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The AAPG/Datapages Combined Publications Database

CSPG Special Publications


Intl. Symposium of the Devonian system: Papers, Volume I, 1967
Pages 311-327
Europe and Asia

Le Devonien de la Pologne

Maria Pajchlowa


Devonian deposits crop out only in the southern part of Poland—the Holy Cross Mountains (Lower, Middle and Upper), the Silesian-Crakovian plateau (Middle and Upper) and the Sudetan Mountains (parts of all stages)—but have been recognized in wells drilled in Pomerania, the Lublin plateau and the Carpathians.

All stages of the Devonian are represented in Poland and, in the Lower and Middle Devonian, are characterized by marine and continental facies. The marine deposits, which are present in the west and central areas, show continuity of sedimentation both from the Silurian to the Devonian and from the Devonian to the Carboniferous. The continental deposits are present in the southeastern part of the country.

In the Bug depression there was continuous sedimentation from Silurian to Lower Devonian. The Lower Devonian is in Old Red Sandstone facies, while the Middle and Upper Devonian are predominantly carbonate — limestone and dolomite. The total thickness exceeds 1500 m.

South of the Holy Cross Mountains, on the Silesian-Crakovian plateau and in the Carpathians, the oldest Devonian sediments are of Emsian age. They are predominantly varicoloured shales, and also of spores. The thickness reaches 200 m. The Middle and Upper Devonian are mainly limestone and dolomite with terrigenous intercalations. They carry a rich marine fauna and reach 1600 m in thickness.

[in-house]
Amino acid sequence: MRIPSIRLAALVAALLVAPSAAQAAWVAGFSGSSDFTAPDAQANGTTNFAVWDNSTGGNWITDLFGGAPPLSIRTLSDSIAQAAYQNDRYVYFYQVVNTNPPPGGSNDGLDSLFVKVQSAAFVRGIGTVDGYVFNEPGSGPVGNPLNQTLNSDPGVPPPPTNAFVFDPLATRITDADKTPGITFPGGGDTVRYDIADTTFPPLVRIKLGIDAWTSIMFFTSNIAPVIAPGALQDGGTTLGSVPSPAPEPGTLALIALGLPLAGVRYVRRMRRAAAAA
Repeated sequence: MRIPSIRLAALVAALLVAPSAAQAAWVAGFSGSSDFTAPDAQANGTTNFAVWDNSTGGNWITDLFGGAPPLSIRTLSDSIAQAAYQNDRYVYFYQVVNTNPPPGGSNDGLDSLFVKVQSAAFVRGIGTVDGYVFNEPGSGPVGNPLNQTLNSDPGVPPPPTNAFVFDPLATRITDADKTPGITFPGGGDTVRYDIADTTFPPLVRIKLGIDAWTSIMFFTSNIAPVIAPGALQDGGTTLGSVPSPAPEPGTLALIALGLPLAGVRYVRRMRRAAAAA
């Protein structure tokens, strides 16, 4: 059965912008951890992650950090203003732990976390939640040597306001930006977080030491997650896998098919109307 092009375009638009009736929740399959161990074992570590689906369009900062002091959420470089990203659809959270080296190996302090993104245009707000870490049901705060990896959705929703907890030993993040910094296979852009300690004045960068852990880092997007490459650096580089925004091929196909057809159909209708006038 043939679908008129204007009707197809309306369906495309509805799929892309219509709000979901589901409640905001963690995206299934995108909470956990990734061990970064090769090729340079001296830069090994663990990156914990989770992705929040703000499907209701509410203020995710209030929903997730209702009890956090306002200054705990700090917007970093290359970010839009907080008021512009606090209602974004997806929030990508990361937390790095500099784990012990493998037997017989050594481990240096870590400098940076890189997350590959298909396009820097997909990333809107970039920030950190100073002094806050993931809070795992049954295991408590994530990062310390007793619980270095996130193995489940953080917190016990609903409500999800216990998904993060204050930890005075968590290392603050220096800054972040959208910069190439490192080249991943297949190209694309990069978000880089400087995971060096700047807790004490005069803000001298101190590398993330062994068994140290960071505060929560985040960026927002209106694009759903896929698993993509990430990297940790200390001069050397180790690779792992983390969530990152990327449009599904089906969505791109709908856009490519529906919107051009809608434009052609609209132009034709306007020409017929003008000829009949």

In the region of Lysa Gora in the Holy Cross Mountains and in Masovia, there is continuity of sedimentation from the Silurian to the Devonian. The Gedinnian carries an abundant marine fauna. The Siegenian constitutes a passage from the marine sediments to the continental Old Red Sandstone facies, which is well developed in the Emsian, being characterized by a rich vertebrate fauna and abundant flora. The thickness of the Lower Devonian in the region of Lysa Gora and Masovia is 1000 m.

The Devonian of Poland is divisible into three lithostratigraphic series: a lower, marine and continental, clastic series; a middle carbonate, mainly dolomite series, in part shaly or sandy, with a rich fauna particularly of corals; and an upper series of calcareous clays and shales with biostromes and bioherms in the lower part.

A wide representation of nearly all marine faunal groups of the period is present and many representatives of the continental fauna and flora.

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